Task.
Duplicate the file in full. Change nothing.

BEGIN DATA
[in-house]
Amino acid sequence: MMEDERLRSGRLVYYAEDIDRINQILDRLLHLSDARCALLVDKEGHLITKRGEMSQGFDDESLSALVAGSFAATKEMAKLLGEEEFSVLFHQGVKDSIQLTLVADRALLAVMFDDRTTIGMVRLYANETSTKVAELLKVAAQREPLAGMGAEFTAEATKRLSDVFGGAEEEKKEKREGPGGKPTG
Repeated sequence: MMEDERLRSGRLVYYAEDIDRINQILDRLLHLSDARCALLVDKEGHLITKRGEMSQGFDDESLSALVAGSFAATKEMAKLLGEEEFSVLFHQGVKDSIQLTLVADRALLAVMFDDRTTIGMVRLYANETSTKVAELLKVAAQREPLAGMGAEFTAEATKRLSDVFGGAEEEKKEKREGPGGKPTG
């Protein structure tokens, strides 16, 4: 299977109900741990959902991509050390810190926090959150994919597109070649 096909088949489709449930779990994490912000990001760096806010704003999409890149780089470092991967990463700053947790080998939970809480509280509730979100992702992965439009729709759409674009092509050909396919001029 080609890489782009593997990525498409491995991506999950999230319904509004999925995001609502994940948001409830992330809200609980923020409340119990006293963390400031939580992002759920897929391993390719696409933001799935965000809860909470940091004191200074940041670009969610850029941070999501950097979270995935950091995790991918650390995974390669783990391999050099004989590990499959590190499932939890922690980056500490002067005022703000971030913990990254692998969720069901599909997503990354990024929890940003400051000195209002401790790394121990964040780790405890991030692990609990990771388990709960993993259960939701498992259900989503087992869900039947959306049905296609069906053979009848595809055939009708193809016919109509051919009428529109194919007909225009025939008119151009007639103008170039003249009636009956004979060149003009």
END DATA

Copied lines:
[in-house]
Amino acid sequence: MMEDERLRSGRLVYYAEDIDRINQILDRLLHLSDARCALLVDKEGHLITKRGEMSQGFDDESLSALVAGSFAATKEMAKLLGEEEFSVLFHQGVKDSIQLTLVADRALLAVMFDDRTTIGMVRLYANETSTKVAELLKVAAQREPLAGMGAEFTAEATKRLSDVFGGAEEEKKEKREGPGGKPTG
Repeated sequence: MMEDERLRSGRLVYYAEDIDRINQILDRLLHLSDARCALLVDKEGHLITKRGEMSQGFDDESLSALVAGSFAATKEMAKLLGEEEFSVLFHQGVKDSIQLTLVADRALLAVMFDDRTTIGMVRLYANETSTKVAELLKVAAQREPLAGMGAEFTAEATKRLSDVFGGAEEEKKEKREGPGGKPTG
């Protein structure tokens, strides 16, 4: 299977109900741990959902991509050390810190926090959150994919597109070649 096909088949489709449930779990994490912000990001760096806010704003999409890149780089470092991967990463700053947790080998939970809480509280509730979100992702992965439009729709759409674009092509050909396919001029 080609890489782009593997990525498409491995991506999950999230319904509004999925995001609502994940948001409830992330809200609980923020409340119990006293963390400031939580992002759920897929391993390719696409933001799935965000809860909470940091004191200074940041670009969610850029941070999501950097979270995935950091995790991918650390995974390669783990391999050099004989590990499959590190499932939890922690980056500490002067005022703000971030913990990254692998969720069901599909997503990354990024929890940003400051000195209002401790790394121990964040780790405890991030692990609990990771388990709960993993259960939701498992259900989503087992869900039947959306049905296609069906053979009848595809055939009708193809016919109509051919009428529109194919007909225009025939008119151009007639103008170039003249009636009956004979060149003009």